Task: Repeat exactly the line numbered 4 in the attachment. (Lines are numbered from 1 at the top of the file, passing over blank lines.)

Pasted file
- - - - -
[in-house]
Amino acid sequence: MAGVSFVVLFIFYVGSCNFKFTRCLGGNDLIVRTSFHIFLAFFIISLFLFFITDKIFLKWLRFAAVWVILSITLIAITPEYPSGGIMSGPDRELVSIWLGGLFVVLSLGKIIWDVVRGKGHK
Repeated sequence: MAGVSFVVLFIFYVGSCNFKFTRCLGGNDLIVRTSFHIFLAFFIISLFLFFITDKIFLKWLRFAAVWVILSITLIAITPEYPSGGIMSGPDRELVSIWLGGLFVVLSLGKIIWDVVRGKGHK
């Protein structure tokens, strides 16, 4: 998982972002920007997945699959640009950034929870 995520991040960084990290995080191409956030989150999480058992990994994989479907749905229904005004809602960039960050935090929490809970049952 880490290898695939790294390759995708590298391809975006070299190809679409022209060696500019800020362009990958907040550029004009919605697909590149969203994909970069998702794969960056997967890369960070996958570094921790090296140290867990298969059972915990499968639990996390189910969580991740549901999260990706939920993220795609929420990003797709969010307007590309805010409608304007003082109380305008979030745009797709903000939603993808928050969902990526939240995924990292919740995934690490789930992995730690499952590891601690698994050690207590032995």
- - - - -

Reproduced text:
């Protein structure tokens, strides 16, 4: 998982972002920007997945699959640009950034929870 995520991040960084990290995080191409956030989150999480058992990994994989479907749905229904005004809602960039960050935090929490809970049952 880490290898695939790294390759995708590298391809975006070299190809679409022209060696500019800020362009990958907040550029004009919605697909590149969203994909970069998702794969960056997967890369960070996958570094921790090296140290867990298969059972915990499968639990996390189910969580991740549901999260990706939920993220795609929420990003797709969010307007590309805010409608304007003082109380305008979030745009797709903000939603993808928050969902990526939240995924990292919740995934690490789930992995730690499952590891601690698994050690207590032995």